If we’ve got the advantage on seafood, you dominate when it comes to barbecue. St. Louis’s scene has flourished over the last decade, with places like Pappy’s Smokehouse, Sugarfire, and Salt + Smoke (burnt end T-ravs!) leading the way. Before that, St. Louis barbecue mostly referred to grilled meat slathered in sauce. And that meat was often pork steak, sliced from the shoulder — a.k.a. Boston butt. Does that count for something?
We’ve got salted caramel ice cream from Toscanini’s, you’ve got frozen custard from Ted Drewes. We’ve got frappes, you’ve got concretes. Nobody’s crying.
Things get a little hinky with baked goods. I’m referring here to your gooey butter cake, which is as it sounds: a cake-y layer topped with a gooey layer (yeah, it’s cut into squares), very, very buttery and very, very sweet. It’s no wonder Paula Deen tried to lay claim to it, calling it ooey gooey butter cake, like that would fool anyone. In truth, its invention was a mistake: In the 1930s, according to lore, a baker was trying to make a regular cake but mixed up the measurements of butter and flour. Many of your regional specialties seem to be created by accident, St. Louis. Maybe that means something?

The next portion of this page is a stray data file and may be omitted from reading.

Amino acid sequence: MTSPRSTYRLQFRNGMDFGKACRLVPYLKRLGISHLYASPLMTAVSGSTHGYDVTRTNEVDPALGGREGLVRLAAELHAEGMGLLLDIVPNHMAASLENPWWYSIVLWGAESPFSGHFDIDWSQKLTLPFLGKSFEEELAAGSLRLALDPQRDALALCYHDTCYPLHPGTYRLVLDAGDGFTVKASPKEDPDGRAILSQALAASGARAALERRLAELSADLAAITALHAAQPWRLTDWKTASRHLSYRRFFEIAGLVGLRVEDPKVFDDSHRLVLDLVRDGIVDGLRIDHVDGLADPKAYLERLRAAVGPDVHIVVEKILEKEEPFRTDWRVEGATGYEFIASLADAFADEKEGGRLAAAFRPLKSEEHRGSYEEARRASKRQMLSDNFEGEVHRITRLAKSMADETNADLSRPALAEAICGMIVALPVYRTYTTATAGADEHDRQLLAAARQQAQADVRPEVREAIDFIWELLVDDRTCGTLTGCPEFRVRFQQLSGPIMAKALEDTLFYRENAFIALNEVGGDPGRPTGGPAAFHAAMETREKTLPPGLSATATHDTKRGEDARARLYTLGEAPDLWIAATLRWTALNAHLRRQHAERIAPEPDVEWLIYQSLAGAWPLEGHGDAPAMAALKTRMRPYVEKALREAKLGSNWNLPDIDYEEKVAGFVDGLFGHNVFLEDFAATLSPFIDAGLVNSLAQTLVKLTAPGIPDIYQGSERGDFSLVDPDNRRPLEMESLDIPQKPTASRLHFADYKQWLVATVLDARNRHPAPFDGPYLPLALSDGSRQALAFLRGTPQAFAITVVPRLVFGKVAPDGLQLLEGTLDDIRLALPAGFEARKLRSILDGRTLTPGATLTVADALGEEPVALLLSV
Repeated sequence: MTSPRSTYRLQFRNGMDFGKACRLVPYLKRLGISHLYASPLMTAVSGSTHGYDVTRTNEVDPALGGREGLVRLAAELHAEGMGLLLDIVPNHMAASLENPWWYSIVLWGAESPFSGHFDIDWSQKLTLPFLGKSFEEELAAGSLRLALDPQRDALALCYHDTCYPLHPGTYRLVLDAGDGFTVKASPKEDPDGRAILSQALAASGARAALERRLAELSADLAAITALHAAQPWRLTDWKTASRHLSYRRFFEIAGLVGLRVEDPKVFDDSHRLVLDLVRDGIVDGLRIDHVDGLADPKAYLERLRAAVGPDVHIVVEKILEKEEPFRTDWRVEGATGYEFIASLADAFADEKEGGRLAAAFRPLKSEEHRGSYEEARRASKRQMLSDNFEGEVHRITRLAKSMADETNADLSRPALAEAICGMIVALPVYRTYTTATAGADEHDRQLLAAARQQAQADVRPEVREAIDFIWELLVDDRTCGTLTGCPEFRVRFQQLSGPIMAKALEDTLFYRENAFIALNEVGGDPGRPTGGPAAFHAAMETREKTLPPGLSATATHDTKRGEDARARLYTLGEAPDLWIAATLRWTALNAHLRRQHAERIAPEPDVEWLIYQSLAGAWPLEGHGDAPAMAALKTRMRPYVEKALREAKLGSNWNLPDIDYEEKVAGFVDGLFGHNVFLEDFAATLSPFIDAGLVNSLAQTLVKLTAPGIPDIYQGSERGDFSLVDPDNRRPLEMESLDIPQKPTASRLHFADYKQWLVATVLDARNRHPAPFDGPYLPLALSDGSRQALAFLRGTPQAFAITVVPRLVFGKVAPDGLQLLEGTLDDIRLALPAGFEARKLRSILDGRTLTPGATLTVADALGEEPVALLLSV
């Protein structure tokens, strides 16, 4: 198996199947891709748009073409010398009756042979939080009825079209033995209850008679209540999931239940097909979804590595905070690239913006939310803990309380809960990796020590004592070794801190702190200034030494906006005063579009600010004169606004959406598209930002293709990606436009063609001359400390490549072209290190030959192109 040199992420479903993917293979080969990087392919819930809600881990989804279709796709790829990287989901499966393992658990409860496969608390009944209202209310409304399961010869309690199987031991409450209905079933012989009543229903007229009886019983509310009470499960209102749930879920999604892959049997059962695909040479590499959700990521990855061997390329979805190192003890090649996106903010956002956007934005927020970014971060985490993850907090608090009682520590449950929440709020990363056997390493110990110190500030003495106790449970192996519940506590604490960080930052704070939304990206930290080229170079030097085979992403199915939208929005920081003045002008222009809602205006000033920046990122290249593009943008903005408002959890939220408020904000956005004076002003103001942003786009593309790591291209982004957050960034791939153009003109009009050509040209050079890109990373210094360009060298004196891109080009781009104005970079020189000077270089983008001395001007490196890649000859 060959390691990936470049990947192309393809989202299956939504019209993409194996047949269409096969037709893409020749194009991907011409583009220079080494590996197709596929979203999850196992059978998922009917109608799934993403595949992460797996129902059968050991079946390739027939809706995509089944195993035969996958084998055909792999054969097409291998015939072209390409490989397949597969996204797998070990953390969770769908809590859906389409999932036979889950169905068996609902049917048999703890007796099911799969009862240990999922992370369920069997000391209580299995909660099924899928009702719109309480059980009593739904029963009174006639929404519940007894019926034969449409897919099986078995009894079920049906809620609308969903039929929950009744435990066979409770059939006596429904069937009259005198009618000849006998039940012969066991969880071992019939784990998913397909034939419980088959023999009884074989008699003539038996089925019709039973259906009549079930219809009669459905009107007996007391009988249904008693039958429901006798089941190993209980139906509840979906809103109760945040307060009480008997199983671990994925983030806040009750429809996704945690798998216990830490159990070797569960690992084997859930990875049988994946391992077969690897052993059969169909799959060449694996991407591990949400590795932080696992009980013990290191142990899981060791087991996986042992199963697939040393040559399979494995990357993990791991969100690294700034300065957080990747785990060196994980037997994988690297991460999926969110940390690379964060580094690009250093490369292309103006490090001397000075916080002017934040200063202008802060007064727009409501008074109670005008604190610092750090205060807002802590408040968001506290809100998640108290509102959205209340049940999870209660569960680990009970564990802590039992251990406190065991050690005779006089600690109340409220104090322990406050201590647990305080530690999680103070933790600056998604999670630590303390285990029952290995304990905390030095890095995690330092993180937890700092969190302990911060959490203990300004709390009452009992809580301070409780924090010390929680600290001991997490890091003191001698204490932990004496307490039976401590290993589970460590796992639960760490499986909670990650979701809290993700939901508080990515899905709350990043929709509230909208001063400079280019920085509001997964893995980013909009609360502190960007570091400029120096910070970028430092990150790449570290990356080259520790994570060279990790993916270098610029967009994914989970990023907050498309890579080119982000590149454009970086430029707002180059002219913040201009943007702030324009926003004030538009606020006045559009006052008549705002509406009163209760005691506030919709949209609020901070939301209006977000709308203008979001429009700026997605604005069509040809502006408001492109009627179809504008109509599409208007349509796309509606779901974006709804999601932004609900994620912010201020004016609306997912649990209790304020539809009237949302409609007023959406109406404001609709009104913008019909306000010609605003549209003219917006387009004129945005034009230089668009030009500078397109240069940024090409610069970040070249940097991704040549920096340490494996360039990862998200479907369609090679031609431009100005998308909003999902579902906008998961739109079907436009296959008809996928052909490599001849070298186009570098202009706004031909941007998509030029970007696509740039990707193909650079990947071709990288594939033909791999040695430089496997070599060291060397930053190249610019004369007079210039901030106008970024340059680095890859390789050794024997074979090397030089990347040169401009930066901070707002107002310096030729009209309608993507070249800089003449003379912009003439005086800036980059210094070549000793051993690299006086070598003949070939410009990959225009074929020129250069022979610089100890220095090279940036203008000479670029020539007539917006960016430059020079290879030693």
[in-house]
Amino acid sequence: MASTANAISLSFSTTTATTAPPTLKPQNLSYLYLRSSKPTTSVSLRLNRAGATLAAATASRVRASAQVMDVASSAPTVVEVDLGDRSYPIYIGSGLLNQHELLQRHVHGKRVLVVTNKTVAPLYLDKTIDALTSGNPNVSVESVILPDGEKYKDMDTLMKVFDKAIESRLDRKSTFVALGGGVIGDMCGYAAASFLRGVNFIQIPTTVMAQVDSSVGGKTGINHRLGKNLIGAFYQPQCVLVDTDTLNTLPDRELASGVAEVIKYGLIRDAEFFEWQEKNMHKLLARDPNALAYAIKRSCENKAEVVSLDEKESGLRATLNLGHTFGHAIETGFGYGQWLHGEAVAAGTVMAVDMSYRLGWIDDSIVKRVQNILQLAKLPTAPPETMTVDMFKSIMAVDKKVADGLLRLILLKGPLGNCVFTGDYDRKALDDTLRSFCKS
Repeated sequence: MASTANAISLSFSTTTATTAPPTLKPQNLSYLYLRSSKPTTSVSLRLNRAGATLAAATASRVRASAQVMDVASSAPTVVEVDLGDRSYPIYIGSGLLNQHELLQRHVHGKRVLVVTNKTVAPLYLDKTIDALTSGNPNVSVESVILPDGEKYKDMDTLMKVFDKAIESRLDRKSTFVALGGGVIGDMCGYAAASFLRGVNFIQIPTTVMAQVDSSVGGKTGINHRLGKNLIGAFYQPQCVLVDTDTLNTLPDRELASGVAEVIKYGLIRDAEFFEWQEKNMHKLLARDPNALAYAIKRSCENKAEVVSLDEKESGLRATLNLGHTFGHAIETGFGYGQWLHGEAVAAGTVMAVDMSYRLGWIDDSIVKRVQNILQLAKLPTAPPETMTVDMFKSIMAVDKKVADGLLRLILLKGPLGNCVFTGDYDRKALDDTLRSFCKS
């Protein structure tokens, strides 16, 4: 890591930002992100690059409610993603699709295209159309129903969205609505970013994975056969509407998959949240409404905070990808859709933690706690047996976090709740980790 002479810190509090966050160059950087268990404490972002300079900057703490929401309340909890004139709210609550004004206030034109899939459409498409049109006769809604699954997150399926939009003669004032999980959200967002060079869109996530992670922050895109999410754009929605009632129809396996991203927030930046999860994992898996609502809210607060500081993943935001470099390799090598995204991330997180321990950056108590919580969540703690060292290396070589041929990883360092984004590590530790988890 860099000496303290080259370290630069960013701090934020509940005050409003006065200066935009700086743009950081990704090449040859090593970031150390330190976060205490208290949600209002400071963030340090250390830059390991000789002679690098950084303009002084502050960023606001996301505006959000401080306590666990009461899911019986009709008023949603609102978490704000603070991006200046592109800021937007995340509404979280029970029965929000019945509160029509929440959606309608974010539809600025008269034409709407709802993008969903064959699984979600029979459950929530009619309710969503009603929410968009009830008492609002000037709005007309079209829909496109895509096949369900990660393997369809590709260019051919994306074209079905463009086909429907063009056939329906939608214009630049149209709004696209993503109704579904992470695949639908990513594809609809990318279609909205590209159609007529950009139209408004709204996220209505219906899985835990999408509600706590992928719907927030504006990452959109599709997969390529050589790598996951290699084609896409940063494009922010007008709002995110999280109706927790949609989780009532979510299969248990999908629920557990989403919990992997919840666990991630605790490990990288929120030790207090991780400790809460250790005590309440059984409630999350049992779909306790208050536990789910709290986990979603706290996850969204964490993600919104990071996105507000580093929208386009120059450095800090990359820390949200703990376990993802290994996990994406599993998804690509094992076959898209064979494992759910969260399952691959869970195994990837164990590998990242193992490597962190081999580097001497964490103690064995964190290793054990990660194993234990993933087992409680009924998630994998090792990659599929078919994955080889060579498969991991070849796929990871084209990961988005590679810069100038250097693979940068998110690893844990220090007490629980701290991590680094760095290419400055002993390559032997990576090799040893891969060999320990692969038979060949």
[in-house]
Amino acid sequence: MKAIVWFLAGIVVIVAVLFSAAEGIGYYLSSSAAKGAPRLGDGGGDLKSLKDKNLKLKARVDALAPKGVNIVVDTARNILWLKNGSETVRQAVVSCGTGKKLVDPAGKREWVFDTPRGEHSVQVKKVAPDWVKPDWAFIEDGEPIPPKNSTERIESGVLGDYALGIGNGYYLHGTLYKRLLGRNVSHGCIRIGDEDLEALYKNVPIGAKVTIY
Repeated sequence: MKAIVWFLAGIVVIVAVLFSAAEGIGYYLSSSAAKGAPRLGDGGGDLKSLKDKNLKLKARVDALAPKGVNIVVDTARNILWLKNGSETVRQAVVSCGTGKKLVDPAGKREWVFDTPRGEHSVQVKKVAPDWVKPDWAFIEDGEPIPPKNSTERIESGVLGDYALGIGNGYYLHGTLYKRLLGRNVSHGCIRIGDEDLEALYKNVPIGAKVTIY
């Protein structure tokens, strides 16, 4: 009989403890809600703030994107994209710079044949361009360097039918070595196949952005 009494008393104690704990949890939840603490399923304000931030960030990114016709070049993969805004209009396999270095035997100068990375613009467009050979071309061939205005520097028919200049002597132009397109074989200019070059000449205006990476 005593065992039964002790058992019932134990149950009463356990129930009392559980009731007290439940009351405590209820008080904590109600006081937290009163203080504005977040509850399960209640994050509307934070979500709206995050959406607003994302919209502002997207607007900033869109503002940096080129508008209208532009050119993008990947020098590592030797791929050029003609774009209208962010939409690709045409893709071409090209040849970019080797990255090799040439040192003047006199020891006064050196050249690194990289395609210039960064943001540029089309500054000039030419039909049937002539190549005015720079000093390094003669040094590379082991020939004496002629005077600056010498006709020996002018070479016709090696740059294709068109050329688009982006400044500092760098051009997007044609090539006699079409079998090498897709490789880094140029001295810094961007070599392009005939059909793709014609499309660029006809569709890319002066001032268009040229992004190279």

Yeah yeah, Boston cream pie isn’t even a pie. It’s a cake, and not that widely available. Many of our “things” aren’t really things. Boston baked beans? You could go years without spotting them on a menu. Clambakes, Yankee pot roast, broiled schrod — when Durgin-Park closed, it took half our dishes out with it. Whereas you, St. Louis, stand by your signature foods. There’s a lot to celebrate there. (Not that TD Garden concessions are doing so with their Stanley Cup specials — things like doughnut burgers and mac ’n’ cheese waffle bowls filled with pulled pork. Where are the lobster T-ravs?)
So credit where credit is due. But, St. Louis, we saw your true colors back in March, when one Alek Krautmann, a program coordination officer at NOAA, tweeted: “Today I introduced my coworkers to the St Louis secret of ordering bagels bread sliced. It was a hit!” His photo showed two boxes of bagels from Panera (née the St. Louis Bread Company), each cut vertically into multiple thin slices, like loaves of bread. And with this perversion, we were reminded just how mockable St. Louis-style food truly is. People began posting their own pictures: of St. Louis-style Kit Kats (with a bite taken across the segments), St. Louis-style PB&Js (condiments spread on the outside of the bread), St. Louis-style hot dogs (frank inserted through the middle of the bun).
Your cutting skills lack the most basic grasp of geometry and your culinary triumphs are born from mistakes, but you sure know your way around the ice. So best of luck in the Stanley Cup Final. Now get out there and play some St. Louis-style hockey!
Devra First can be reached at email@example.com. Follow her on Twitter @devrafirst.